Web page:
I am grateful that mom held fast and asked for what she expected for her kids. It helped my daycare enviroment become better for the other kids, and helped me grow as a mom.
Right now, I am working again. The provider for my 3 kids from 4 to 10 months works well with our special dietary needs, communicates well enough, and tries to follow the schedule I set in place for my kids (even though her plan for 20 years with babysitting was not quite a schedule one.) She isn’t quite what I need for long term, and have noticed onedience issues in my kids. She never tells me about how the kids behave, and I know they aren’t angels, so I know some things she lets slide. But I am very, very grateful that she loves and grandmas them.
For now they just need lots of love. With the hatred and anger my children have sadly been exposed to (some examples they see in our neighbors) I am glad that they can just be loved by our current provider.
R. Green – thank you so much for sharing your story! I think this a PERFECT example of what it’s like in the daycare provider world…there is a lot of good with a little bad and credentials don’t necessarily equate to a BETTER provider (which btw that’s horrifying that someone slapped your kiddo – I’m sorry about that!)
We have to sometimes make compromises and just trust in the fact that other people can care for our kids as their own, but also understand where to draw the line when enough is enough. I think that’s awesome that you chose to do daycare yourself and that it helped you be a better mom. The day we stop being open to feedback and making changes is the day where we are no longer growing as people.
Good luck with the littles <3
My child was given rice cereal during dc (daycare) lunch yesterday. My husband and I had not updated a meal plan to start it and in fact dad decided to take things much slower and is more reserved than i am about the cereal. My child did have vomiting after trying the rice the first time at home, I communicated the vomiting to the dc but didnt communicate not to start cereal to the daycare because I thought it was fine to try it again in very small amounts of course. To make matters more complex my sister came to the daycare and feed our child cereal (as directed by me) this past Tuesday. I guess the daycare thought it was fine after that happened to start Daniel the following day. So dad and I both got confused when we saw our child was given cereal yesterday. I contacted the dc and they apologized for giving it and asked if we wanted to we would need to update my childs meal plan to include rice cereal. I thought maybe they should have told me the plan to start and also so I could pay extra if needed but hubby was a perturbed because of his plans to take the rice cereal slower and now he says really he wanted to start it at home to observe my son more closely (the later never communicated to me before yesterday). Anyway my son did ok with the cereal given at the dc; last night no vomitting. I do think it is time for time to meal progress especially since my breast milk is low and I don’t want to go to formula at this point. Failed communication at all ways but mostly on my family part but still I can’t tell if this is a bad daycare sign.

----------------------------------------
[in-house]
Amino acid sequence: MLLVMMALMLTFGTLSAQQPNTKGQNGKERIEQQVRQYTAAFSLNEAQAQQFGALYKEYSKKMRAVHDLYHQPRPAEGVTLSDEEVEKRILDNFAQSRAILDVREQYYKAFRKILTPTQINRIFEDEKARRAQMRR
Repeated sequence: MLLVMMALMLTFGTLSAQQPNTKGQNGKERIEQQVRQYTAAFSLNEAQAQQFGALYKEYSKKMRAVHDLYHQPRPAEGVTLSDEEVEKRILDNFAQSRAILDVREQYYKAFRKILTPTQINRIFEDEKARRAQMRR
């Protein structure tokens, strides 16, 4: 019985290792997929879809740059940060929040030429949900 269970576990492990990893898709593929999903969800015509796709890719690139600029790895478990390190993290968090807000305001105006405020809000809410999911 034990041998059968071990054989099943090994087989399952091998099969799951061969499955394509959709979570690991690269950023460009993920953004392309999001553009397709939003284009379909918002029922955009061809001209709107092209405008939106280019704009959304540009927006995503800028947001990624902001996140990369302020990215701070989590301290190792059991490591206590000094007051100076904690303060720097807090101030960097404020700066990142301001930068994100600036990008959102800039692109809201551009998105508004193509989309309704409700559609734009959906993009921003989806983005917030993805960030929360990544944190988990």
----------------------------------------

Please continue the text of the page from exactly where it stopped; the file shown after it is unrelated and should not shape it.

Additionally, I sent a note to the dc owner about the baby gate in the infant room. I am not sure if it is low enough for a child’s hand to not get trapped underneath. I am sure that has probably never happened but I was alerted yesterday when I picked up my child and I saw another child with her hand underneath it as an adult was walking through it. I mentioned it to the worker and she didn’t even say a word nor did she check on the child (at best maybe she didn’t hear me. I sent my concern via email to the admin, but haven’t heard back yet.
I like the daycare for the most part and it is very positive reputation in the community by many people I know. We are just beginning here so may be I am being over vigilant …your thoughts.
Miriam – so sorry that you guys have been having such a hard time! It’s SO hard to know whether it’s a bad situation or not, especially because our inner mama bear is very fierce when they’re that young. To me, it sounds like a whole lotta miscommunication on all sides.
If it were me, I would probably sit down with the daycare provider and set some clear expectations regarding eating, sleeping, and general play. If they cannot meet your expectations, you will have to make the choice on whether you can compromise on some things, or find somewhere else. I don’t think it sounds like anything they have done is BAD for your child – because different parents make different choices regarding their kids.
If the daycare has a pretty good reputation (especially with friends/family), I would be surprised if the daycare is doing something inherently harmful for your kiddo, but that doesn’t mean it’s a good fit for you.
Sit down and have a chat with the daycare. If you still don’t feel good after that, consider looking elsewhere. You don’t want it to a situation where the daycare is the “enemy”. Just keep in mind that these people become daycare providers because they LOVE children, and often communication truly is the key to helping us be more confident in situations involving our kids.